DENVER -- What would Valentine’s Day be without chocolate? More than 58 million pounds of chocolate is sold during the days leading up to the lover’s holiday, but health experts say not all of it is worthy of making the Valentine's Day cut.
Chocolate that isn't properly processed can have lead absorbed by the atmosphere in countries where cocoa beans are grown. Run-of-the-mill chocolate can also contain insect fragments.
It is important to consider that these same types of fragments can also be found in the healthy fruits and vegetables we enjoy, and the benefits of chocolate far outweigh the risks. Registered dietician Kate Patton of the Cleveland Clinic said, “If you`re getting the 70 percent dark chocolate there`s research that shows they have polyphenols ... that can help reduce inflammation in arteries.”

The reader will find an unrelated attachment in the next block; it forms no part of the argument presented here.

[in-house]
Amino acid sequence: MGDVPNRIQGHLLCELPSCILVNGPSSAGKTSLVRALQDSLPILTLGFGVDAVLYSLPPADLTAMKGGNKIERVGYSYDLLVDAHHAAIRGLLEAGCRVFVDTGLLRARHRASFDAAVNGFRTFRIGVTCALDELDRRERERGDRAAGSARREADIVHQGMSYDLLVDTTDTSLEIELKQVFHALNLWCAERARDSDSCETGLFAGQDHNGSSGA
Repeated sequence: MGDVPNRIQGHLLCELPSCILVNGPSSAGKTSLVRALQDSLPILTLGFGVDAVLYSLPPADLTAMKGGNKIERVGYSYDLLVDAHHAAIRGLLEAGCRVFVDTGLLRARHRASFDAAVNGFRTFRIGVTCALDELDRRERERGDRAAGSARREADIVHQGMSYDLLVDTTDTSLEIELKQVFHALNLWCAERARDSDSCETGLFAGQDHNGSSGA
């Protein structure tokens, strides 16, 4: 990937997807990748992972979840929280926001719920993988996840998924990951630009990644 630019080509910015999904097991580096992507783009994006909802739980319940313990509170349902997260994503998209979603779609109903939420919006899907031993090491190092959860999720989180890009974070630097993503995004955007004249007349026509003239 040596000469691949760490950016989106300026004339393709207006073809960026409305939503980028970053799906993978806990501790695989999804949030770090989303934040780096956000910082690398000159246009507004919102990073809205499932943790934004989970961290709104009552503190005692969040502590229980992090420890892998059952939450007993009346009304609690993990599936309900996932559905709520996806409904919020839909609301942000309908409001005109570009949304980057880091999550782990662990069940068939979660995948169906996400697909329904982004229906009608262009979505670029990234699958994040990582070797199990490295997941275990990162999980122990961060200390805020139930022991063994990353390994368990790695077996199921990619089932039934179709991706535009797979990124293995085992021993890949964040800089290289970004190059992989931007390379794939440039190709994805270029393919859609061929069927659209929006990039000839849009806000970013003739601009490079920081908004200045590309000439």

Experts say if you want to get the cleanest chocolate, upgrade.
Marissa Williams of the Rocky Mountain Chocolate Factory in Writer Square said making ultra clean chocolate requires stringent standards.
The chocolate used to make products is organic and carefully scrutinized. “We want to make sure our chocolate is clean and properly stored and properly handled at all times,” she said.
Health experts say even if you don’t usually add sweets to your diet, it’s fine to enjoy a little chocolate on Valentine’s Day, just cut back on other high-calorie treats.
Pasta dinners and wine can raise blood sugar levels so diabetics should exercise caution.
See more interesting facts about chocolate and the history of Valentine’s Day.